What is Japanese scaled sardine (Mamakari)?
Japanese scaled sardine (Mamakari) is distributed south of Hokkaido, the Yellow Sea, and Taiwan. It inhabits shallow sandy muddy areas near the mouths of estuaries in inner bays. Its standard Japanese name is Sappa, and its length reaches 15 cm. Juvenile fish can be caught in large numbers in small fixed nets, but It has little market value and are treated as small fish.
The morphology and ecology of this species are similar to that of the Gizzard shad (Konoshiro) throughout the egg, juvenile, and young stages, but the adult fish clearly differ in body color and dorsal fin shape. In Japanese scaled sardine, the blue on the dorsal side and the white on the ventral side are clearly separated and vivid. Its scientific name is Sardinella zunasi (Bleeker, 1854).
What does Japanese scaled sardine (Mamakari) sushi taste like?
In Okayama, Japanese scaled sardine, a close relative of gizzard shad, is called Mamakari and is highly prized. It is in season from fall to winter and is the finest Mamakari with fine texture and fat.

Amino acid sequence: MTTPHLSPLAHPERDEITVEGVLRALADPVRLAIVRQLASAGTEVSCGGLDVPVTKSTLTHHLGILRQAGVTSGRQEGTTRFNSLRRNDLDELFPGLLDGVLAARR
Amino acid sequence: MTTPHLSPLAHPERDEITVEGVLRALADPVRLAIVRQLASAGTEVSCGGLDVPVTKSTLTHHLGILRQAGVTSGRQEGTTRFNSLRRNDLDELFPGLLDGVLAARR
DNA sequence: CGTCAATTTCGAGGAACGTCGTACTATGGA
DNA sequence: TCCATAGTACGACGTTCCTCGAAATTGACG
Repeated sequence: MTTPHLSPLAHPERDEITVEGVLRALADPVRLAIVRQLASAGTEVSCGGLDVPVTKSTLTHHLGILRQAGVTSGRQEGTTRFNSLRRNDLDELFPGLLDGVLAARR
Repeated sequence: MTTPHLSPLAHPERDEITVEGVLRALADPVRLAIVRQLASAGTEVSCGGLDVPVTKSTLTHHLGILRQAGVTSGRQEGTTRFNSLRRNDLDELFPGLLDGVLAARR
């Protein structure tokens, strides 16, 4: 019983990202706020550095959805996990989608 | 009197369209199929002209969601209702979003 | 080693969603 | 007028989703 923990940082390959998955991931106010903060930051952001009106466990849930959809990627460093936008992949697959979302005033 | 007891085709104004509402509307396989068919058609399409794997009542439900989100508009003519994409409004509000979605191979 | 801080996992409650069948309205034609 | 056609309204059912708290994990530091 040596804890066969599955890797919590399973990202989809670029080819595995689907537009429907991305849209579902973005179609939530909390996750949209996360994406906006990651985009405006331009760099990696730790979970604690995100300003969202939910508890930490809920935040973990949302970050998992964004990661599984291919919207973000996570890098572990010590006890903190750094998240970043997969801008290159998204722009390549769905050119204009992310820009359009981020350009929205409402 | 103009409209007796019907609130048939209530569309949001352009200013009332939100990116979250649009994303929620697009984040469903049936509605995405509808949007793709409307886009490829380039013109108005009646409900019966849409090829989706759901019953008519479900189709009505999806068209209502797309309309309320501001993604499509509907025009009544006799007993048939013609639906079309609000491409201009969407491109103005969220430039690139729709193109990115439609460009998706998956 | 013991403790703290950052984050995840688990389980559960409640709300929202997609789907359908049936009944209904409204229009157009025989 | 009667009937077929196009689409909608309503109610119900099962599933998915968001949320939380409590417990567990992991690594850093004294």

Fresh Mamakari nigiri sushi, lightly vinegared, has a unique Okayama flavor that is different from that of Gizzard shad (Kohada). One thing to note is that, as with other herring species, there are many small bones, so it is easier to eat them if they are pickled in vinegar. It can be said that it is a dish that refreshes the palate and whets the appetite.
We hope this information will be helpful.
Revision date: June 5, 2023
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